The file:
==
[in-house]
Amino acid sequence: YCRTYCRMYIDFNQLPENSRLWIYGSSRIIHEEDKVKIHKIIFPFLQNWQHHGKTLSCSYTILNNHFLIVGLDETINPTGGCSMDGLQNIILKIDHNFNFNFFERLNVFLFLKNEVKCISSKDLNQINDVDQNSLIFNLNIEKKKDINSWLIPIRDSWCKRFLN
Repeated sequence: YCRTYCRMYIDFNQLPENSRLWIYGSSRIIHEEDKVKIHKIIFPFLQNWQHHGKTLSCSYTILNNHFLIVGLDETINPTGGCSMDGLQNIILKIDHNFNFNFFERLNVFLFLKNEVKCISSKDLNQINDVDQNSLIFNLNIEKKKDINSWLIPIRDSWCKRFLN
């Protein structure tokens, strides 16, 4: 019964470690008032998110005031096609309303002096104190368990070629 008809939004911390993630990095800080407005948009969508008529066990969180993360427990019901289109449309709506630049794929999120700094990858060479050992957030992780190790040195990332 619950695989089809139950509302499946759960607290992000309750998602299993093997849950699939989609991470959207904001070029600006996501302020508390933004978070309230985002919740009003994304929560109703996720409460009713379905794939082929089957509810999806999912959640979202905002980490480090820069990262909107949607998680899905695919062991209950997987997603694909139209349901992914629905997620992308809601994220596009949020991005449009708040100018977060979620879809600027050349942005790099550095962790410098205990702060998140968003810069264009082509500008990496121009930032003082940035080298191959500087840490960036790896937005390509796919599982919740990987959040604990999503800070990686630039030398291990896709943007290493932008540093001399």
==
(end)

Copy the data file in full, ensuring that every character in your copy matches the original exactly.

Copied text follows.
[in-house]
Amino acid sequence: YCRTYCRMYIDFNQLPENSRLWIYGSSRIIHEEDKVKIHKIIFPFLQNWQHHGKTLSCSYTILNNHFLIVGLDETINPTGGCSMDGLQNIILKIDHNFNFNFFERLNVFLFLKNEVKCISSKDLNQINDVDQNSLIFNLNIEKKKDINSWLIPIRDSWCKRFLN
Repeated sequence: YCRTYCRMYIDFNQLPENSRLWIYGSSRIIHEEDKVKIHKIIFPFLQNWQHHGKTLSCSYTILNNHFLIVGLDETINPTGGCSMDGLQNIILKIDHNFNFNFFERLNVFLFLKNEVKCISSKDLNQINDVDQNSLIFNLNIEKKKDINSWLIPIRDSWCKRFLN
């Protein structure tokens, strides 16, 4: 019964470690008032998110005031096609309303002096104190368990070629 008809939004911390993630990095800080407005948009969508008529066990969180993360427990019901289109449309709506630049794929999120700094990858060479050992957030992780190790040195990332 619950695989089809139950509302499946759960607290992000309750998602299993093997849950699939989609991470959207904001070029600006996501302020508390933004978070309230985002919740009003994304929560109703996720409460009713379905794939082929089957509810999806999912959640979202905002980490480090820069990262909107949607998680899905695919062991209950997987997603694909139209349901992914629905997620992308809601994220596009949020991005449009708040100018977060979620879809600027050349942005790099550095962790410098205990702060998140968003810069264009082509500008990496121009930032003082940035080298191959500087840490960036790896937005390509796919599982919740990987959040604990999503800070990686630039030398291990896709943007290493932008540093001399």